- The original cast of SNL circa 1975
Has anyone noticed how the cast and producers of Saturday Night Live have taken over comedy programming at NBC? Now, every night is a Saturday Night Live, except for SNL itself, which ain't so great these days.
With the recent occurrence of Jimmy Fallon taking over for Jay Leno as host of The Tonight Show and Seth Meyers moving into Fallon's old late-night spot, with SNL alumnus Fred Armisen as his bandleader, former cast members of the durable sketch-comedy program can be seen on TV virtually every night of the week.
Now in its 39th season, Saturday Night Live has been shepherded (except for four years) by Lorne Michaels, who has been called the "Kingmaker of Comedy." Michaels has the golden touch when it comes to discovering and promoting new comedy talent. The list of legends who have served under Michaels' tutelage is jaw dropping: Belushi and Aykroyd, Gilda Radner, Chevy Chase, Bill Murray, Eddie Murphy, Chris Rock, Tina Fey, Will Ferrell, and ad infinitum.
And if a cast member managed to create a successful recurring character, Michaels might back you in a movie deal. Without Lorne Michaels, we would never have had such classic films like Wayne's World, Coneheads, A Night at the Roxbury, and MacGruber. There's no questioning Michaels' comic empire, so my question is, how did SNL go from being an edgy, satiric, and sardonic show into what's now considered prime-time network programming?
It seemingly began when head writer and "Weekend Update" anchor Tina Fey quit the show to write and star in a prime-time program called 30 Rock, produced by Michaels, which was basically a parody of SNL, including a character based on Michaels, played by Alec Baldwin. Then came Parks and Recreation, produced by Michaels and starring Amy Poehler. NBC even made room for Chevy Chase in the cult comedy Community. Michaels has recently produced the movies Mean Girls and Baby Mama and the bizarre TV show Portlandia, starring Fred Armisen. Fey and Poehler co-hosted this year's Golden Globe Awards on, guess which network? And please put your answer in the form of a question.
During last week's edition of SNL, there was even an ad for American Express featuring Tina Fey. They're everywhere, like The Walking Dead. In addition to the sitcoms, movies, and SNL, Michaels will also produce the Tonight and Late Night shows. On Sundays, he'll conduct the New York Philharmonic Orchestra. For a 69-year-old man, that's a lot of stress. I trust Michaels' blood pressure is steady enough to prevent him from pulling an Elvis and doing a header into the shag carpet of the executive men's restroom at 30 Rockefeller Center.
Of the 139 cast members who appeared on SNL, many have gone on to film and television careers. Of note, Julia Louis-Dreyfus, the current star of the HBO program Veep, also was a featured player in, oh ... what was his name? You remember, that obsessive-compulsive comedian who had a show about nothing? Conan O'Brien was plucked from obscurity by Michaels, who put him in late-night and produced his show for four years. If you're counting, that's three current nighttime talk-show hosts coming from Michaels' stable.
The Tonight Show moved from Los Angeles back to New York because of Michaels. And, of course, there's always Senator Al Franken. If you ever find yourself missing former cast members, just check your local TV listings. There's Conan on TBS, Andy Samberg in Brooklyn Nine-Nine on Fox, Tim Meadows in Bob's Burgers, Kevin Nealon in Weeds, Kristen Wiig and Will Ferrell in The Spoils of Babylon on IFC, and Memphis' own Chris Parnell with Ana Gasteyer on Suburgatory on ABC. The familiar thing about these actors is that they all played recurring characters on SNL. The problem with the current cast of SNL is that there are so many of them, no one's character has much of a chance to reoccur.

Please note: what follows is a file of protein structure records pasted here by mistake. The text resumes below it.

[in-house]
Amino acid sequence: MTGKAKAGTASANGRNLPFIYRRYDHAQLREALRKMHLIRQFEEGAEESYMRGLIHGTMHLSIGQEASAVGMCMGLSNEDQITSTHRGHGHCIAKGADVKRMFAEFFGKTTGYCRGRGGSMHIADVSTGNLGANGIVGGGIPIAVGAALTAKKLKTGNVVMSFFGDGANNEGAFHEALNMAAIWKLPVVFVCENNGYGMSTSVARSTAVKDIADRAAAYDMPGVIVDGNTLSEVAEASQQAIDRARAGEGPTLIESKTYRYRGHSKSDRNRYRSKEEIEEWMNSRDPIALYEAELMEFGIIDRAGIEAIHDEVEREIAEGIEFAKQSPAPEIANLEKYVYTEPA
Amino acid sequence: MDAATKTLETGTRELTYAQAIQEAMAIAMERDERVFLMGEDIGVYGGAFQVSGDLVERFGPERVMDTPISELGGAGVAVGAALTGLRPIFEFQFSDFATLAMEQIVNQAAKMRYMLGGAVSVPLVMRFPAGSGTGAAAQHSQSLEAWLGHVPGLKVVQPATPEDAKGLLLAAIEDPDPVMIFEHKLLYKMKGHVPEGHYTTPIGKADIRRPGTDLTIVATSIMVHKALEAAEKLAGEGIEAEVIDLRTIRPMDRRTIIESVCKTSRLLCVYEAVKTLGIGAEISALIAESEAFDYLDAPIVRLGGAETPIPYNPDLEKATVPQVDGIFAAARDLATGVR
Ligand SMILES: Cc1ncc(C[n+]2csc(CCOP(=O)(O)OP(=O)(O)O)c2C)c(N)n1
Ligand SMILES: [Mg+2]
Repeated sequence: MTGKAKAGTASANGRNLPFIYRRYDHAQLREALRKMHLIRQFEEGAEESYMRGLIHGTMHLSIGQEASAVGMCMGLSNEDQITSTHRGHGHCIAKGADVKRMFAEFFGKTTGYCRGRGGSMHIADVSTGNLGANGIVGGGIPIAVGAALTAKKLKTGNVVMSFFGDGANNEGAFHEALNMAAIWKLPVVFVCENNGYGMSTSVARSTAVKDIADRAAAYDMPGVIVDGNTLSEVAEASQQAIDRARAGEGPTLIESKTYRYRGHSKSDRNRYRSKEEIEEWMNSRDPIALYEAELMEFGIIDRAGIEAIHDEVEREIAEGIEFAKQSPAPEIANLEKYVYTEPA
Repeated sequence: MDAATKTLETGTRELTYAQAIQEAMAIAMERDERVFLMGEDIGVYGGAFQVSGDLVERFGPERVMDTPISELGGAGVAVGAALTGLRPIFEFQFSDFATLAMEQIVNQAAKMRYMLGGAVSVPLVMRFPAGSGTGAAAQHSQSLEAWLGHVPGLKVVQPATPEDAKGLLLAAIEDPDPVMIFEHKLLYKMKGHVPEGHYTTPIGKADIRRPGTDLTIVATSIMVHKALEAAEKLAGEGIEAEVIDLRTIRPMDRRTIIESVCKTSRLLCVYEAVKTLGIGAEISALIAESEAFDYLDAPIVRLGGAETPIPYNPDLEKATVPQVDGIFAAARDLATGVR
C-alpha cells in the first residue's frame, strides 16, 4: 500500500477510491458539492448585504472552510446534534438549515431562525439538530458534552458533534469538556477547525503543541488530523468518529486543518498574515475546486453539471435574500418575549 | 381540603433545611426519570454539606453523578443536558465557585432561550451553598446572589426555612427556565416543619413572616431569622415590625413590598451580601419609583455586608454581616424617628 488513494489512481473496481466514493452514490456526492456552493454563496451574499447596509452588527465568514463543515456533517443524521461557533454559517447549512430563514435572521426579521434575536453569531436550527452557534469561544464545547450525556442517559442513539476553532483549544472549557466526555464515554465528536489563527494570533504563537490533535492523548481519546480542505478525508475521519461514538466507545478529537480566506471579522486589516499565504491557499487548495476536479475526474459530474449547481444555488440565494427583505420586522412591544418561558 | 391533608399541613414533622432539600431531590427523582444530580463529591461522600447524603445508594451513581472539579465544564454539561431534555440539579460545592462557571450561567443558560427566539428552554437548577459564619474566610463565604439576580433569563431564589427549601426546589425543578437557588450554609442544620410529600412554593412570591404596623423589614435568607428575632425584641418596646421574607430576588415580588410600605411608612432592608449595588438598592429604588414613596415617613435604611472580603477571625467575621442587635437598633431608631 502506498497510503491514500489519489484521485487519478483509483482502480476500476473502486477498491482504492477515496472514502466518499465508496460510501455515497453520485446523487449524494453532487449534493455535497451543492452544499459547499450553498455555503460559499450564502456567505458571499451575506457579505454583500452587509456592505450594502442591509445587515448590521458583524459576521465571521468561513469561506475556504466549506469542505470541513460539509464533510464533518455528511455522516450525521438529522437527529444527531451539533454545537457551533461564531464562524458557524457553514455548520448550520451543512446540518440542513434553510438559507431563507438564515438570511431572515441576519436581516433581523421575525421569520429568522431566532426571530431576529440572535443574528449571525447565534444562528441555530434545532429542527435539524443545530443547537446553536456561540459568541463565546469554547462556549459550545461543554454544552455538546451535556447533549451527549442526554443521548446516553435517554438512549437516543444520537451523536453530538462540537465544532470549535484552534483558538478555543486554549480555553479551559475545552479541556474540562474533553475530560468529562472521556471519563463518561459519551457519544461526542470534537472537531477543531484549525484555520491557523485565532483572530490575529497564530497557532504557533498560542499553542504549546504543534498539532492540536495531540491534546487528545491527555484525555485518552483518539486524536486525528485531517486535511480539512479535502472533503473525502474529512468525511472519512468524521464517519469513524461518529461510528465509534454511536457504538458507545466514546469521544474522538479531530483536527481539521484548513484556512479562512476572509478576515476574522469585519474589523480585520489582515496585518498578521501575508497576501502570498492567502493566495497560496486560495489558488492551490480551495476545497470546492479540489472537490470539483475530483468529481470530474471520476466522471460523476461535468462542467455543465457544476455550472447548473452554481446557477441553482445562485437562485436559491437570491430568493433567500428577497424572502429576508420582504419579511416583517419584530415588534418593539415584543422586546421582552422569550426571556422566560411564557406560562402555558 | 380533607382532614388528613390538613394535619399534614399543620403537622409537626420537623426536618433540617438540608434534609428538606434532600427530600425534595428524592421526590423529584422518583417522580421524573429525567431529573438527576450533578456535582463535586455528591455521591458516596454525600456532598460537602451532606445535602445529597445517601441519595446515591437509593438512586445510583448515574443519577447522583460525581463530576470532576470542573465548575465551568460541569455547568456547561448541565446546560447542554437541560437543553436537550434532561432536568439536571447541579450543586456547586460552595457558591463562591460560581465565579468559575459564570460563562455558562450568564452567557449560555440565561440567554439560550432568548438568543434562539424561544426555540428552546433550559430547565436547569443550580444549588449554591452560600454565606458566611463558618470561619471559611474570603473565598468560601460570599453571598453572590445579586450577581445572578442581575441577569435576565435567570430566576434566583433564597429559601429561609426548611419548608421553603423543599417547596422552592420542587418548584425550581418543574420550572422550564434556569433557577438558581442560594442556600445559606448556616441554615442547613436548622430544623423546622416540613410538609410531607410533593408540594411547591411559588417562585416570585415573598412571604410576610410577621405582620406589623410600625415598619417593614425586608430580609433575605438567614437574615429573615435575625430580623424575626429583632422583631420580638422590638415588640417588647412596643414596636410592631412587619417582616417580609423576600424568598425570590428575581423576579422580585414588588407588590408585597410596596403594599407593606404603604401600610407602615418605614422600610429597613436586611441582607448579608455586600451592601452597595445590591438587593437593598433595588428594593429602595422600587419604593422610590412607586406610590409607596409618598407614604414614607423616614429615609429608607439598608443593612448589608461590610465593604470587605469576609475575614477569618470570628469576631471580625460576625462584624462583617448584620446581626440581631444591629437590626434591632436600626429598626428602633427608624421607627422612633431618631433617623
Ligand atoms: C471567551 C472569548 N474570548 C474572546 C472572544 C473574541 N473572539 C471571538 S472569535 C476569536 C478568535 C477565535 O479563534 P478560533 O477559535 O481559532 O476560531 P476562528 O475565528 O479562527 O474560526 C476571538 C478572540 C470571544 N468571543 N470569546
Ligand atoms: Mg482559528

All those late-night talk shows need writers and staff, editorial directors, floor managers, and the like. Judging from last week's SNL starring Seth Rogan, it would seem that the best of them packed their joke-bags to join Jimmy Fallon and Seth Meyers. Rogan is mildly humorous, but I outgrew fart jokes in junior high. The current cast has 17 members, including six newcomers, in contrast with the original seven in 1975. It's like getting transferred to a different prison. It takes time to learn everyone's name.
Also, I am not as enamored of Jimmy Fallon as others seem to be. Like Leno before him, I think Fallon tries a little too hard, and his bromance with Justin Timberlake has become disturbing. I was always a David Letterman kind of guy, and his announced retirement might have been more sorrowful had it not been for the news of who will be replacing him. Stephen Colbert has, for the past nine years, had the most subversive show on television in The Colbert Report. Assuming the role of a self-described "well intentioned, poorly informed, high-status idiot," Colbert has taken his outrageous character all the way to the White House Correspondents' Dinner, where he had the balls to skewer an oblivious George Bush to his face. Colbert has said that he will drop the character for the late-night gig, so I'll be tuning in to find out who he actually is. It will be something new, and that beats dumbed-down, repackaged, and recycled sketches from Saturday Night Live every time.
Randy Haspel writes the "Born-Again Hippies" blog, where a version of this column first appeared.